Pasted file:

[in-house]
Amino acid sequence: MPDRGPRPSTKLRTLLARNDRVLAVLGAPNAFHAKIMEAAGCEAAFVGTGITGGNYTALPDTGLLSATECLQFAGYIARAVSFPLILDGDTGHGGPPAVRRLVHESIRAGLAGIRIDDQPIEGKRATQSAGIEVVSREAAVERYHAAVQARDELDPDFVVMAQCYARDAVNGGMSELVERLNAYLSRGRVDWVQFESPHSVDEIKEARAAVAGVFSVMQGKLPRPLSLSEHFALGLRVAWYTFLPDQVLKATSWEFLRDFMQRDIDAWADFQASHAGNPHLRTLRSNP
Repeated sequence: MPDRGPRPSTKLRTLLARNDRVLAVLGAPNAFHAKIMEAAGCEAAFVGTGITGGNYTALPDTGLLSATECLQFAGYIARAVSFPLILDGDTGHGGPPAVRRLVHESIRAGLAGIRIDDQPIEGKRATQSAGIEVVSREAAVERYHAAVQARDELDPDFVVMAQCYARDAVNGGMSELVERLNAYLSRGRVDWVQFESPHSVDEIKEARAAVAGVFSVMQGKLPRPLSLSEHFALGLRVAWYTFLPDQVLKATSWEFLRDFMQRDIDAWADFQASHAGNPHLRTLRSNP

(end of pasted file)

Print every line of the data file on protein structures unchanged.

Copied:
[in-house]
Amino acid sequence: MPDRGPRPSTKLRTLLARNDRVLAVLGAPNAFHAKIMEAAGCEAAFVGTGITGGNYTALPDTGLLSATECLQFAGYIARAVSFPLILDGDTGHGGPPAVRRLVHESIRAGLAGIRIDDQPIEGKRATQSAGIEVVSREAAVERYHAAVQARDELDPDFVVMAQCYARDAVNGGMSELVERLNAYLSRGRVDWVQFESPHSVDEIKEARAAVAGVFSVMQGKLPRPLSLSEHFALGLRVAWYTFLPDQVLKATSWEFLRDFMQRDIDAWADFQASHAGNPHLRTLRSNP
Repeated sequence: MPDRGPRPSTKLRTLLARNDRVLAVLGAPNAFHAKIMEAAGCEAAFVGTGITGGNYTALPDTGLLSATECLQFAGYIARAVSFPLILDGDTGHGGPPAVRRLVHESIRAGLAGIRIDDQPIEGKRATQSAGIEVVSREAAVERYHAAVQARDELDPDFVVMAQCYARDAVNGGMSELVERLNAYLSRGRVDWVQFESPHSVDEIKEARAAVAGVFSVMQGKLPRPLSLSEHFALGLRVAWYTFLPDQVLKATSWEFLRDFMQRDIDAWADFQASHAGNPHLRTLRSNP